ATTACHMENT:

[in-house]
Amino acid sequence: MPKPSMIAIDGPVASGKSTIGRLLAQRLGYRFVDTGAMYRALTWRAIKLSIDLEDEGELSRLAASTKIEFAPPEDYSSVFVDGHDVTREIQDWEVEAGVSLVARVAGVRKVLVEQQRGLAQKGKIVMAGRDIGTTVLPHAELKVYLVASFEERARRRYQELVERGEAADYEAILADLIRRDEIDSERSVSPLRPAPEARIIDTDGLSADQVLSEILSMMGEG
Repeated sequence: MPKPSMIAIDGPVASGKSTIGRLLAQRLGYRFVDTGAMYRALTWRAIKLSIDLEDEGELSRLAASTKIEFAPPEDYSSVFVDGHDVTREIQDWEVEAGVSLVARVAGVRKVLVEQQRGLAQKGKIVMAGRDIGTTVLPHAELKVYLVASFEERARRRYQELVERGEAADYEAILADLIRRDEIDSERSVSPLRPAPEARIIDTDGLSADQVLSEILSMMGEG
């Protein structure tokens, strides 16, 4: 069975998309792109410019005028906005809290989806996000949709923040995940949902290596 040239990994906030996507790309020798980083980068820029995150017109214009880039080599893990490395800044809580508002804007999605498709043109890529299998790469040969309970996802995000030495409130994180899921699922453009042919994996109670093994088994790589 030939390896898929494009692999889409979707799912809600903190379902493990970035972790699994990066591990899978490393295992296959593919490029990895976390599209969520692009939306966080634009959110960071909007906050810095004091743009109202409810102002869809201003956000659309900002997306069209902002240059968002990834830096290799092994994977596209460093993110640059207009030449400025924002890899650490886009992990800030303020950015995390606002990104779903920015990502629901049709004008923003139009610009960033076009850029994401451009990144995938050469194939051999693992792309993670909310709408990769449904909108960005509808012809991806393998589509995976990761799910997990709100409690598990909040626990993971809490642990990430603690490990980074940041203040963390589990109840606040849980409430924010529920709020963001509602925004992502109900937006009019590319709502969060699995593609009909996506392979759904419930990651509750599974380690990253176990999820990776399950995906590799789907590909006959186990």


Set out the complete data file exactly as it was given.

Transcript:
[in-house]
Amino acid sequence: MPKPSMIAIDGPVASGKSTIGRLLAQRLGYRFVDTGAMYRALTWRAIKLSIDLEDEGELSRLAASTKIEFAPPEDYSSVFVDGHDVTREIQDWEVEAGVSLVARVAGVRKVLVEQQRGLAQKGKIVMAGRDIGTTVLPHAELKVYLVASFEERARRRYQELVERGEAADYEAILADLIRRDEIDSERSVSPLRPAPEARIIDTDGLSADQVLSEILSMMGEG
Repeated sequence: MPKPSMIAIDGPVASGKSTIGRLLAQRLGYRFVDTGAMYRALTWRAIKLSIDLEDEGELSRLAASTKIEFAPPEDYSSVFVDGHDVTREIQDWEVEAGVSLVARVAGVRKVLVEQQRGLAQKGKIVMAGRDIGTTVLPHAELKVYLVASFEERARRRYQELVERGEAADYEAILADLIRRDEIDSERSVSPLRPAPEARIIDTDGLSADQVLSEILSMMGEG
């Protein structure tokens, strides 16, 4: 069975998309792109410019005028906005809290989806996000949709923040995940949902290596 040239990994906030996507790309020798980083980068820029995150017109214009880039080599893990490395800044809580508002804007999605498709043109890529299998790469040969309970996802995000030495409130994180899921699922453009042919994996109670093994088994790589 030939390896898929494009692999889409979707799912809600903190379902493990970035972790699994990066591990899978490393295992296959593919490029990895976390599209969520692009939306966080634009959110960071909007906050810095004091743009109202409810102002869809201003956000659309900002997306069209902002240059968002990834830096290799092994994977596209460093993110640059207009030449400025924002890899650490886009992990800030303020950015995390606002990104779903920015990502629901049709004008923003139009610009960033076009850029994401451009990144995938050469194939051999693992792309993670909310709408990769449904909108960005509808012809991806393998589509995976990761799910997990709100409690598990909040626990993971809490642990990430603690490990980074940041203040963390589990109840606040849980409430924010529920709020963001509602925004992502109900937006009019590319709502969060699995593609009909996506392979759904419930990651509750599974380690990253176990999820990776399950995906590799789907590909006959186990």